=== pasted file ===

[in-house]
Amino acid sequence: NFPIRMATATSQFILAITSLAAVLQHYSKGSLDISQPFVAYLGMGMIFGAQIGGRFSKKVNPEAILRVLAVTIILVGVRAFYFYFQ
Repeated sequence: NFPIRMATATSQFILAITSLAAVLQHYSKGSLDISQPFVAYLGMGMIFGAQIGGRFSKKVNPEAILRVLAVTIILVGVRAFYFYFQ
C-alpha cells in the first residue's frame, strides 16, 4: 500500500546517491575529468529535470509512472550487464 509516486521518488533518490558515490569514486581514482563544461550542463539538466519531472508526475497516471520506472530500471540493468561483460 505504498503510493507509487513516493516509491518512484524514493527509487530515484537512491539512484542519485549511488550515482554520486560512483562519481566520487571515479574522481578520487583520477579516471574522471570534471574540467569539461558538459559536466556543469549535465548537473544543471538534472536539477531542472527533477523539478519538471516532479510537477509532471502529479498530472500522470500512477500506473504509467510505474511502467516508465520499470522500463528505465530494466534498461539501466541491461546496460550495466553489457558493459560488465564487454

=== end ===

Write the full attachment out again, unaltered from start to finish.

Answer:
[in-house]
Amino acid sequence: NFPIRMATATSQFILAITSLAAVLQHYSKGSLDISQPFVAYLGMGMIFGAQIGGRFSKKVNPEAILRVLAVTIILVGVRAFYFYFQ
Repeated sequence: NFPIRMATATSQFILAITSLAAVLQHYSKGSLDISQPFVAYLGMGMIFGAQIGGRFSKKVNPEAILRVLAVTIILVGVRAFYFYFQ
C-alpha cells in the first residue's frame, strides 16, 4: 500500500546517491575529468529535470509512472550487464 509516486521518488533518490558515490569514486581514482563544461550542463539538466519531472508526475497516471520506472530500471540493468561483460 505504498503510493507509487513516493516509491518512484524514493527509487530515484537512491539512484542519485549511488550515482554520486560512483562519481566520487571515479574522481578520487583520477579516471574522471570534471574540467569539461558538459559536466556543469549535465548537473544543471538534472536539477531542472527533477523539478519538471516532479510537477509532471502529479498530472500522470500512477500506473504509467510505474511502467516508465520499470522500463528505465530494466534498461539501466541491461546496460550495466553489457558493459560488465564487454